Can the nightmare of language control in Orwell's 1984 work in reality? Linguistic Engineering offers a detailed look at Cultural Revolution slogans and draconian punishments for ‘incorrect’ speech, especially in schools and the workplace. Ji offers much-needed evidence from linguistics and psychology that, even for Red Guards, new vocabulary for ‘class struggle’ against ‘cow ghosts and snake gods’ could not produce a complete or permanent change in thought. Language control is fortunately impossible, however much intellectuals or propagandists may wish. Mere exposure to a phrase does not mean people will learn it, much less believe it. Humans inevitably interpret the world by experience, context and possible rewards, using humour, subversion, indifference, and simple daily routine to find ways to live around even the most oppressive propaganda.
Linguistic Engineering focuses mainly on the spoken language of political discussion groups and propaganda between 1966 and 1972, with additional examples from school textbooks, and some model literature and operas. Once labels like ‘rightist,’ ‘bad element’ or ‘capitalist roader’ became linked with everything from ostracism to job loss to prison, passionate battles erupted. Traditional four character phrases such as “confess without being pressed” (bu da zi zhao) grew heavily politicized. Other new vocabulary, however, such as ‘tractor’ or ‘work unit’ was a more benign reflection of new technology and social systems, and remains part of everyday life.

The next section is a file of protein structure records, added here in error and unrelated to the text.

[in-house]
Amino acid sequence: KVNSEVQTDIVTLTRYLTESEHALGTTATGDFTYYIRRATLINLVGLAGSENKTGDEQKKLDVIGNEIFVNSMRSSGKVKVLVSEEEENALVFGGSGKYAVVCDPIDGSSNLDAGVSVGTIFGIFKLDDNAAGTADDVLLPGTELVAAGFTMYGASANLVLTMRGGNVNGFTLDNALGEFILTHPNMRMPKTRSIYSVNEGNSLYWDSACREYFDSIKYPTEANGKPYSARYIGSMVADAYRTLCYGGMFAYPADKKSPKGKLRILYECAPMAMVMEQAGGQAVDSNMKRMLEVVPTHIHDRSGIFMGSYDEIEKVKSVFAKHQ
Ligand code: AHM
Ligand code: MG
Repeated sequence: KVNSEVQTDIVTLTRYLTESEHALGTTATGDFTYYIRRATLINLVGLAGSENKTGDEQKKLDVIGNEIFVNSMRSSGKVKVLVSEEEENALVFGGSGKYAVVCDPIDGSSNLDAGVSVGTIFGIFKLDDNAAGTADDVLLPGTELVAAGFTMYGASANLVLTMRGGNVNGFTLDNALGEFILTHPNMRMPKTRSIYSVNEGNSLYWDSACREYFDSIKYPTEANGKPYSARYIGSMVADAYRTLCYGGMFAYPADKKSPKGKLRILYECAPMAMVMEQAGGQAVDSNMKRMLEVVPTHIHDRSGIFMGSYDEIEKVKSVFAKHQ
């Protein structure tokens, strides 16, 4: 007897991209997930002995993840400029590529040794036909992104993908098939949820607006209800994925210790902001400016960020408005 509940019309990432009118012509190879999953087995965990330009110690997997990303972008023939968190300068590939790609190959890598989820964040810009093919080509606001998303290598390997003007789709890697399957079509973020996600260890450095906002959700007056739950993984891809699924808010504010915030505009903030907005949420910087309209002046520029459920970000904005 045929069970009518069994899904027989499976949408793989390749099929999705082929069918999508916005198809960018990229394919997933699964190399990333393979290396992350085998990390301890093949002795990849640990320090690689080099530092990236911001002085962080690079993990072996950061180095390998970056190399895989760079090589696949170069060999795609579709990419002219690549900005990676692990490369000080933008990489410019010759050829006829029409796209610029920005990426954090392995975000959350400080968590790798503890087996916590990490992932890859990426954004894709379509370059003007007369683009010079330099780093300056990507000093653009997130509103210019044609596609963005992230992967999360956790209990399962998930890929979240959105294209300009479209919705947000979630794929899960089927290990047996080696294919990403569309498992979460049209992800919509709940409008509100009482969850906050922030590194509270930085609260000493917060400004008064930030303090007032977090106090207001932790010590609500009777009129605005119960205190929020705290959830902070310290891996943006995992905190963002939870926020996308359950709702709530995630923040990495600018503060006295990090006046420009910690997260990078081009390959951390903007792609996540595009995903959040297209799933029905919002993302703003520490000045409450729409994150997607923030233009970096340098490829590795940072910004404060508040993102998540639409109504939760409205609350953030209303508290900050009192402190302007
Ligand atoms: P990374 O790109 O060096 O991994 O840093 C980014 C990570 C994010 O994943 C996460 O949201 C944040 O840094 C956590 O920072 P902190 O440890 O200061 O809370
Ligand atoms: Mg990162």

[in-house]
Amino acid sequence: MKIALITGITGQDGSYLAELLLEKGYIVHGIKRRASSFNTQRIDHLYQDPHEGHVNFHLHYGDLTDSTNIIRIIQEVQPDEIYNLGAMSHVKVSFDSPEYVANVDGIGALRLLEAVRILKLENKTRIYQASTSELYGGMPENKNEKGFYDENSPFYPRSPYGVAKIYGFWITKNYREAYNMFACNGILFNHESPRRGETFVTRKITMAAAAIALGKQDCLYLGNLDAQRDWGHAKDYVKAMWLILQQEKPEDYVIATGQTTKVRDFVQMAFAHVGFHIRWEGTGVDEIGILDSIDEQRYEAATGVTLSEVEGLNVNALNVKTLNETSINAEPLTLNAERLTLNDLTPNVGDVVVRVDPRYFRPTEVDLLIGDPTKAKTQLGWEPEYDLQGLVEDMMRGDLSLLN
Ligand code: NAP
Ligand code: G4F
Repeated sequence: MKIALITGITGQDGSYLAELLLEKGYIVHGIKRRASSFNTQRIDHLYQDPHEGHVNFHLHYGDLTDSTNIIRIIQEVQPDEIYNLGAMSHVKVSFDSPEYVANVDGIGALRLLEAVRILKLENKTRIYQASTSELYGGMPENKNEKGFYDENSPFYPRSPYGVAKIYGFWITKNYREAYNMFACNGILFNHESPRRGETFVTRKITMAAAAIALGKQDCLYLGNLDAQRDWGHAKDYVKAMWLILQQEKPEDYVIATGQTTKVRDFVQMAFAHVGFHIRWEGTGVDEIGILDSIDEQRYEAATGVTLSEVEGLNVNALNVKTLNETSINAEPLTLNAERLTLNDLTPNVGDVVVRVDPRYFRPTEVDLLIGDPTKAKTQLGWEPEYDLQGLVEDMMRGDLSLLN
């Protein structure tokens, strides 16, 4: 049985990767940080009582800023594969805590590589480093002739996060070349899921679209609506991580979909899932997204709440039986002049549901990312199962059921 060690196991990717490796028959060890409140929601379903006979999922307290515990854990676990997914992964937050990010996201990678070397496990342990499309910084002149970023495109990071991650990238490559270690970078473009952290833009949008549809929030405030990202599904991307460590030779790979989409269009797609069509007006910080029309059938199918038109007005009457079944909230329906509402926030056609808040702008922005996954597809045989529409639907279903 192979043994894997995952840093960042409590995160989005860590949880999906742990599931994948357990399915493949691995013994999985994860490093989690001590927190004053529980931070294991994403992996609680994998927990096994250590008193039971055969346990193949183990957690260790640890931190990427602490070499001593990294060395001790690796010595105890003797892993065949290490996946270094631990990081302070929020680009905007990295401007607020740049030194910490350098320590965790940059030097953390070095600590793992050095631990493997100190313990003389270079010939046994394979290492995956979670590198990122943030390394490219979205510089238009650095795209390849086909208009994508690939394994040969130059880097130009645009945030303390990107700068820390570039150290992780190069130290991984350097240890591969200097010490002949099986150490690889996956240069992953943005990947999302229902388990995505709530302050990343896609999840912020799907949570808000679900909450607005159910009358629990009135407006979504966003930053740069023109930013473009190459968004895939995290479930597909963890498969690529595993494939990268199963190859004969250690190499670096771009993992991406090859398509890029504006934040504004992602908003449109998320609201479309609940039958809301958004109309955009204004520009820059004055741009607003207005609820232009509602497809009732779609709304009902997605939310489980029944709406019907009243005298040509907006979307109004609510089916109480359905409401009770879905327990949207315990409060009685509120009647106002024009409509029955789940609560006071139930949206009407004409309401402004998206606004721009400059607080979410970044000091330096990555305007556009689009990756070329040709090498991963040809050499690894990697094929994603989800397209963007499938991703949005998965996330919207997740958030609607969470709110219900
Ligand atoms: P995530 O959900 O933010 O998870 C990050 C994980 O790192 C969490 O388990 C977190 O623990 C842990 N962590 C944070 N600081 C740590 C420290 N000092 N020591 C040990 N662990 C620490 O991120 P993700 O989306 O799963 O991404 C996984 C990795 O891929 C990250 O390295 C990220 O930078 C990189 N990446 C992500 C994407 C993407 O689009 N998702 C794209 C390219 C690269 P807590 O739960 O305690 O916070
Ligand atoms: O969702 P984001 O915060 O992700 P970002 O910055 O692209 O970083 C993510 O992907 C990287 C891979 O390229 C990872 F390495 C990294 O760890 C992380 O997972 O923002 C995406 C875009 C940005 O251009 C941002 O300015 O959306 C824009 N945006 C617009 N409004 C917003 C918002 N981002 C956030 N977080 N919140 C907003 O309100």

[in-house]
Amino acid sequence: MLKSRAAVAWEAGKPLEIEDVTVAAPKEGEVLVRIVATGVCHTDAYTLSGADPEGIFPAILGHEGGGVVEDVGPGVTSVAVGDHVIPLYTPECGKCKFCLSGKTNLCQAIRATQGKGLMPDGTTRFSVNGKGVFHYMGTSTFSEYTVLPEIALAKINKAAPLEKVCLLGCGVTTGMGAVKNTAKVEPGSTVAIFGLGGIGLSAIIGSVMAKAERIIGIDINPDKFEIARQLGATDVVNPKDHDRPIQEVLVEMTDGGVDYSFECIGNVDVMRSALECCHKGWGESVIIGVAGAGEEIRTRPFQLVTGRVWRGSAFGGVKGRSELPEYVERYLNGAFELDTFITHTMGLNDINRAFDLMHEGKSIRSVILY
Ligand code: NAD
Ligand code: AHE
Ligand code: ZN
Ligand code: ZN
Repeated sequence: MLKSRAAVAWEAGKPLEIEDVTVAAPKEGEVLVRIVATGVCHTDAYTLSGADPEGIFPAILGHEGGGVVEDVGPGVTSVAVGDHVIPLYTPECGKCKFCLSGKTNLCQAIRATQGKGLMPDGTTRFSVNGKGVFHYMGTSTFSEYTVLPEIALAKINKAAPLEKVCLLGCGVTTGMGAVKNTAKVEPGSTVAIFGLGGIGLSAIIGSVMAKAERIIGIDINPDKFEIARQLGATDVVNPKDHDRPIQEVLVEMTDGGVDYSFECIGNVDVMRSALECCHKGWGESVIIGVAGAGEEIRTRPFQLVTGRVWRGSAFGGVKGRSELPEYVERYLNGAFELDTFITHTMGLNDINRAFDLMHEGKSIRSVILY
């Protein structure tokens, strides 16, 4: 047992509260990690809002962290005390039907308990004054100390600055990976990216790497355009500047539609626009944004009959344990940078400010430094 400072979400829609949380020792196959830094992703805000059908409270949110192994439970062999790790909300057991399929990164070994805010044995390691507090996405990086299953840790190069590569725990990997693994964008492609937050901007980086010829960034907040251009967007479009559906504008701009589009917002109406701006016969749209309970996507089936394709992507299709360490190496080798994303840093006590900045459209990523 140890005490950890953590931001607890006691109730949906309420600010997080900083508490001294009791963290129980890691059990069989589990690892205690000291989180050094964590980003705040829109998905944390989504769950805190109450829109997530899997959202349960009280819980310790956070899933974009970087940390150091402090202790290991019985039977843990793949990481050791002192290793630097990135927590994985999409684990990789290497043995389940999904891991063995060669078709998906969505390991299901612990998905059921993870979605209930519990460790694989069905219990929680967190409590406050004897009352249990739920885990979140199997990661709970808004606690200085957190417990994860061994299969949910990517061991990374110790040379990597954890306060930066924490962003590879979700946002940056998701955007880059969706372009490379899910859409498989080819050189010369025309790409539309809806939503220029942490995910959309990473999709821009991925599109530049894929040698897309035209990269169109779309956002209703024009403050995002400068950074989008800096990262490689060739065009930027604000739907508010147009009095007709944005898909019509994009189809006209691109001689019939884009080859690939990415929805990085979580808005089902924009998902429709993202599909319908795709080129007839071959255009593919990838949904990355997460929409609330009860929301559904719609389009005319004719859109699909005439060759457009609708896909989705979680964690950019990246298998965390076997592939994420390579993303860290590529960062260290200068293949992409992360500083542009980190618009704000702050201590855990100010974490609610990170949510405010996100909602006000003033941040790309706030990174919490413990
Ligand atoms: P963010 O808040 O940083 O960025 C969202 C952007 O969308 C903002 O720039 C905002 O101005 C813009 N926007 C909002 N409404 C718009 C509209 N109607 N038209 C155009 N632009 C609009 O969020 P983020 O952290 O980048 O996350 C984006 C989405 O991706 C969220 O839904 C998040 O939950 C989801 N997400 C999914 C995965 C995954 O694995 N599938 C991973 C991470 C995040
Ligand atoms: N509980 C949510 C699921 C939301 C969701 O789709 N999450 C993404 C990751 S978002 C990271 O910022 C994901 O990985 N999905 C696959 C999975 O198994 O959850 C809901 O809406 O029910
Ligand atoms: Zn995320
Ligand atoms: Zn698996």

Lazy research mars what should have been a better book. Most of the Chinese examples are lifted from English language secondary sources by political scientists, then back-translated (well) into Chinese. Other examples come from English language memoirs of former Red Guards. They are rather unevenly chosen and cited, but most examples have already received meticulous discussion over the past 30 years. This book uses the term ‘Maoist worship,’ for example, very simplistically, ignoring the extensive literature on the distinctions between religious rites and political rallies. The term ‘linguistic engineering’ itself, comes not from Stalin, but from his propagandist, Zhadnov, who said writers are “engineers of human souls.” Other sections are original, but less compelling (e.g. the heroine of the model opera, “On the Docks,” gets 42 per cent of the dialogue).
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